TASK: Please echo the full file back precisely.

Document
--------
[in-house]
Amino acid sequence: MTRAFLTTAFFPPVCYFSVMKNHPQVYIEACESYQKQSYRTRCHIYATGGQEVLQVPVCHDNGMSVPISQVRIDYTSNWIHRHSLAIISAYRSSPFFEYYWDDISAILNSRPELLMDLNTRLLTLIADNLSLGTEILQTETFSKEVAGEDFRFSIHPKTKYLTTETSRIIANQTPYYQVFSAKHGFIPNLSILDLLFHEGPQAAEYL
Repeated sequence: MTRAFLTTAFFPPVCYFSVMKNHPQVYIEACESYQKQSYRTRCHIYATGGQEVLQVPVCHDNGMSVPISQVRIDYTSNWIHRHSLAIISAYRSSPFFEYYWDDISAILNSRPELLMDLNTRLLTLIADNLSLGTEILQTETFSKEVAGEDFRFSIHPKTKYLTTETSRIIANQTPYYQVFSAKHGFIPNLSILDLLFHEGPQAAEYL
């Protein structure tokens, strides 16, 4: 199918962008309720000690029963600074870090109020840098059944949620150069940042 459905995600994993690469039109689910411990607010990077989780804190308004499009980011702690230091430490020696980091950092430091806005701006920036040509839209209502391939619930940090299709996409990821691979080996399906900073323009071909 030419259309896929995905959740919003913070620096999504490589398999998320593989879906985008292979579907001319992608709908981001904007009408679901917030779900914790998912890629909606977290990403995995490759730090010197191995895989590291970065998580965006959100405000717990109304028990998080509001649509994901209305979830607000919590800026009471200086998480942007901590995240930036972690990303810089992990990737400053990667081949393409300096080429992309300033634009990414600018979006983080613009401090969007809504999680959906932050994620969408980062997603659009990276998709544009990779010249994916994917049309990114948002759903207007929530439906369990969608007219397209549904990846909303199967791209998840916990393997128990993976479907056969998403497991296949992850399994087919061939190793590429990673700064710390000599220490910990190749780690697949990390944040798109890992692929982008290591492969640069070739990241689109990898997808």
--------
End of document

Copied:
[in-house]
Amino acid sequence: MTRAFLTTAFFPPVCYFSVMKNHPQVYIEACESYQKQSYRTRCHIYATGGQEVLQVPVCHDNGMSVPISQVRIDYTSNWIHRHSLAIISAYRSSPFFEYYWDDISAILNSRPELLMDLNTRLLTLIADNLSLGTEILQTETFSKEVAGEDFRFSIHPKTKYLTTETSRIIANQTPYYQVFSAKHGFIPNLSILDLLFHEGPQAAEYL
Repeated sequence: MTRAFLTTAFFPPVCYFSVMKNHPQVYIEACESYQKQSYRTRCHIYATGGQEVLQVPVCHDNGMSVPISQVRIDYTSNWIHRHSLAIISAYRSSPFFEYYWDDISAILNSRPELLMDLNTRLLTLIADNLSLGTEILQTETFSKEVAGEDFRFSIHPKTKYLTTETSRIIANQTPYYQVFSAKHGFIPNLSILDLLFHEGPQAAEYL
């Protein structure tokens, strides 16, 4: 199918962008309720000690029963600074870090109020840098059944949620150069940042 459905995600994993690469039109689910411990607010990077989780804190308004499009980011702690230091430490020696980091950092430091806005701006920036040509839209209502391939619930940090299709996409990821691979080996399906900073323009071909 030419259309896929995905959740919003913070620096999504490589398999998320593989879906985008292979579907001319992608709908981001904007009408679901917030779900914790998912890629909606977290990403995995490759730090010197191995895989590291970065998580965006959100405000717990109304028990998080509001649509994901209305979830607000919590800026009471200086998480942007901590995240930036972690990303810089992990990737400053990667081949393409300096080429992309300033634009990414600018979006983080613009401090969007809504999680959906932050994620969408980062997603659009990276998709544009990779010249994916994917049309990114948002759903207007929530439906369990969608007219397209549904990846909303199967791209998840916990393997128990993976479907056969998403497991296949992850399994087919061939190793590429990673700064710390000599220490910990190749780690697949990390944040798109890992692929982008290591492969640069070739990241689109990898997808």